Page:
On Tuesday, Nov. 9, Keith Olbermann resumed his position as host of the MSNBC news program “Countdown,” after a weekend suspension. Olbermann was suspended for contributing to the campaigns of three democratic politicians. While he claims not to have known about the no-contribution rule in his contract, Olbermann apologized to his fans for causing “unnecessary drama.”
In his apology, the host called the ordeal an “injustice.” However, just days before Politico broke the story, Olbermann interviewed Arizona Rep. Raul Grijalva, one of the politicians to whom he gave money. Olbermann did not disclose his connection to Grijalva at any point during the interview.
According to the Society of Professional Journalists’ Code of Ethics, a journalist should “be free of any interest other than the public’s right to know” and should “remain free of associations and activities that may compromise integrity or damage credibility.” Does Olbermann not consider openly favoring one political party over another to be an injustice to his viewers?
While I do give credit to Olbermann for using his first show back as a platform to talk about transparency, I have to wonder, whose idea was that? Rumors of a publicity stunt have been circulating since the story broke. For a network that consistently ranks at the bottom of news outlets, it’s certainly possible that these rumors are true.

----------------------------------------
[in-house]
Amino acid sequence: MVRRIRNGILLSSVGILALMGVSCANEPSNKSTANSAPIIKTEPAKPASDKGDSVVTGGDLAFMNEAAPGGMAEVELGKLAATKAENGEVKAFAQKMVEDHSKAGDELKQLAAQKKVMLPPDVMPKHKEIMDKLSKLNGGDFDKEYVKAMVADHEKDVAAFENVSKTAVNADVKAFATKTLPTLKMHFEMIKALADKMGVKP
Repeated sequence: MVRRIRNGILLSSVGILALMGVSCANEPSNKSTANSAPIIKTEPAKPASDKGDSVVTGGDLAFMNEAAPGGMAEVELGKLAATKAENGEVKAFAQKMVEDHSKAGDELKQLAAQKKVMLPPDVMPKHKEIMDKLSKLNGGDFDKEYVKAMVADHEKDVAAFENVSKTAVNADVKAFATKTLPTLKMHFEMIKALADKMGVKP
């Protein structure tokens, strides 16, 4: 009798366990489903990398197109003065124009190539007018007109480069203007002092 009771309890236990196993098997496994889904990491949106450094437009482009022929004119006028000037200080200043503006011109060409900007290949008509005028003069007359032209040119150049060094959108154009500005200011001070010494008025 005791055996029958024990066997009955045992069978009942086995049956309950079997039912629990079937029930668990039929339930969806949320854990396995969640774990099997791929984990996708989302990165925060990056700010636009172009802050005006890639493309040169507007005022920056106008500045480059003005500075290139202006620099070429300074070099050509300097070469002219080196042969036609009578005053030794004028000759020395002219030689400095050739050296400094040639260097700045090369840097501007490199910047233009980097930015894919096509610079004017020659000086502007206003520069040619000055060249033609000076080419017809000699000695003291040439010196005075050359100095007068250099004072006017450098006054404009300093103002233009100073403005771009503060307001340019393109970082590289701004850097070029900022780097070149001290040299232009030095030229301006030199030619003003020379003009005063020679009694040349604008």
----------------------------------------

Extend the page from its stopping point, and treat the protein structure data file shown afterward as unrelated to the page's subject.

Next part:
But did MSNBC’s hard-line stance against the “Countdown” host work? It’s hard to say. Sure, these actions caught the nation’s attention, but I’m not sure it had the effect MSNBC was hoping for. Whether you side with Olbermann or not, most of the nation seems to agree that a weekend suspension is more of a slap on the wrist than a time out. The network’s response came across as more of a publicity statement for MSNBC than as a statement against Olbermann. But then again, why would a network want to harm the reputation of its most popular host?
It seems as if neither Olbermann nor MSNBC took this issue very seriously. Neither seemed to think of the ramifications their actions would have on their image. Their wishy-washy attitudes toward the practice of serious journalism don’t help either.
Do you think Olbermann’s actions will hurt his reputation?
Did MSNBC’s response hurt or help the network?